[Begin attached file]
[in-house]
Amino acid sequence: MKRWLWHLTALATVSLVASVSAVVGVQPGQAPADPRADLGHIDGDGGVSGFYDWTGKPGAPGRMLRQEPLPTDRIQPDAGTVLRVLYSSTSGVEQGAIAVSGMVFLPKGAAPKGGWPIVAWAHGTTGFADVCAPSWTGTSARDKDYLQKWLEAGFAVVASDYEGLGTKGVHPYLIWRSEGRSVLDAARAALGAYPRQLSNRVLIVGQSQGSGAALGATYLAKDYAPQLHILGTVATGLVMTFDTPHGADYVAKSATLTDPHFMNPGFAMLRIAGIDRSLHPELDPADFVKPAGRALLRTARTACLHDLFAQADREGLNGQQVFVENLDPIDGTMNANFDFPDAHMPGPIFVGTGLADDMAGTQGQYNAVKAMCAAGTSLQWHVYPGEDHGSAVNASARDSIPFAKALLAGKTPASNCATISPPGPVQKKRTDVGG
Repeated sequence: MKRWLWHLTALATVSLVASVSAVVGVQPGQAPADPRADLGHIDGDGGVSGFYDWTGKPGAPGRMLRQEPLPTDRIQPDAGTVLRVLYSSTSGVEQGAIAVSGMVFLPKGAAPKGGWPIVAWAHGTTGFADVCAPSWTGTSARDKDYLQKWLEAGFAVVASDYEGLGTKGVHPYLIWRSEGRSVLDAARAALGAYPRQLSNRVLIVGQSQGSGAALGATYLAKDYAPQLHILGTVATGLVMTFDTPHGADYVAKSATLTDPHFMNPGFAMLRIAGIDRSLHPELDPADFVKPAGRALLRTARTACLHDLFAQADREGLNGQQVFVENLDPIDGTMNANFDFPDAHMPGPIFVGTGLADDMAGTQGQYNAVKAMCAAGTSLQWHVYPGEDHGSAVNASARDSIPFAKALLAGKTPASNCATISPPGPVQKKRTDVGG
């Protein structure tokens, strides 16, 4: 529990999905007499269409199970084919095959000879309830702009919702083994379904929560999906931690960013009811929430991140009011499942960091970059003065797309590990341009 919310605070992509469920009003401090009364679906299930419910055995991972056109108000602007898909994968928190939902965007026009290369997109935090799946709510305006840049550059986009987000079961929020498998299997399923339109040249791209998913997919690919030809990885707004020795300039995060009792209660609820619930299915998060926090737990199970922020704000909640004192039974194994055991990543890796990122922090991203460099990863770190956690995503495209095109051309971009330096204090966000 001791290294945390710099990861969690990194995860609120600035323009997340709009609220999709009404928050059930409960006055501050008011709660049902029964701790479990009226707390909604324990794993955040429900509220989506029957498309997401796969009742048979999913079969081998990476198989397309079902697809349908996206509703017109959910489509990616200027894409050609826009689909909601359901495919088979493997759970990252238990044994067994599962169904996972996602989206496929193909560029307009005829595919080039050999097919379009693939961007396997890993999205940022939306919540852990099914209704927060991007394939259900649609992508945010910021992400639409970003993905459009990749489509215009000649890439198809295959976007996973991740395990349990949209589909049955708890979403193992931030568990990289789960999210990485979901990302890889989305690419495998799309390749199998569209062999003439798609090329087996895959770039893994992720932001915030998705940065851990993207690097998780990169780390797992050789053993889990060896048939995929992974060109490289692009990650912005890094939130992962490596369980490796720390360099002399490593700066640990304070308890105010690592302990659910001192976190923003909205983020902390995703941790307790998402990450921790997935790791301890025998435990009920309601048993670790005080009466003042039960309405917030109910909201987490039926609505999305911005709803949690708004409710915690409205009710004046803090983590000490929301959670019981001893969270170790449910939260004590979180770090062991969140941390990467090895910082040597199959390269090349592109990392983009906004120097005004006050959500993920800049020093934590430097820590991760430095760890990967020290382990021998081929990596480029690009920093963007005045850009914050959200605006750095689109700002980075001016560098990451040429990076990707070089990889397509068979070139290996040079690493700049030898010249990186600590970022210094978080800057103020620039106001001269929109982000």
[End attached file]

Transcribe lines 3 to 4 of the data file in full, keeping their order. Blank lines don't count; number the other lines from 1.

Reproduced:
Repeated sequence: MKRWLWHLTALATVSLVASVSAVVGVQPGQAPADPRADLGHIDGDGGVSGFYDWTGKPGAPGRMLRQEPLPTDRIQPDAGTVLRVLYSSTSGVEQGAIAVSGMVFLPKGAAPKGGWPIVAWAHGTTGFADVCAPSWTGTSARDKDYLQKWLEAGFAVVASDYEGLGTKGVHPYLIWRSEGRSVLDAARAALGAYPRQLSNRVLIVGQSQGSGAALGATYLAKDYAPQLHILGTVATGLVMTFDTPHGADYVAKSATLTDPHFMNPGFAMLRIAGIDRSLHPELDPADFVKPAGRALLRTARTACLHDLFAQADREGLNGQQVFVENLDPIDGTMNANFDFPDAHMPGPIFVGTGLADDMAGTQGQYNAVKAMCAAGTSLQWHVYPGEDHGSAVNASARDSIPFAKALLAGKTPASNCATISPPGPVQKKRTDVGG
């Protein structure tokens, strides 16, 4: 529990999905007499269409199970084919095959000879309830702009919702083994379904929560999906931690960013009811929430991140009011499942960091970059003065797309590990341009 919310605070992509469920009003401090009364679906299930419910055995991972056109108000602007898909994968928190939902965007026009290369997109935090799946709510305006840049550059986009987000079961929020498998299997399923339109040249791209998913997919690919030809990885707004020795300039995060009792209660609820619930299915998060926090737990199970922020704000909640004192039974194994055991990543890796990122922090991203460099990863770190956690995503495209095109051309971009330096204090966000 001791290294945390710099990861969690990194995860609120600035323009997340709009609220999709009404928050059930409960006055501050008011709660049902029964701790479990009226707390909604324990794993955040429900509220989506029957498309997401796969009742048979999913079969081998990476198989397309079902697809349908996206509703017109959910489509990616200027894409050609826009689909909601359901495919088979493997759970990252238990044994067994599962169904996972996602989206496929193909560029307009005829595919080039050999097919379009693939961007396997890993999205940022939306919540852990099914209704927060991007394939259900649609992508945010910021992400639409970003993905459009990749489509215009000649890439198809295959976007996973991740395990349990949209589909049955708890979403193992931030568990990289789960999210990485979901990302890889989305690419495998799309390749199998569209062999003439798609090329087996895959770039893994992720932001915030998705940065851990993207690097998780990169780390797992050789053993889990060896048939995929992974060109490289692009990650912005890094939130992962490596369980490796720390360099002399490593700066640990304070308890105010690592302990659910001192976190923003909205983020902390995703941790307790998402990450921790997935790791301890025998435990009920309601048993670790005080009466003042039960309405917030109910909201987490039926609505999305911005709803949690708004409710915690409205009710004046803090983590000490929301959670019981001893969270170790449910939260004590979180770090062991969140941390990467090895910082040597199959390269090349592109990392983009906004120097005004006050959500993920800049020093934590430097820590991760430095760890990967020290382990021998081929990596480029690009920093963007005045850009914050959200605006750095689109700002980075001016560098990451040429990076990707070089990889397509068979070139290996040079690493700049030898010249990186600590970022210094978080800057103020620039106001001269929109982000």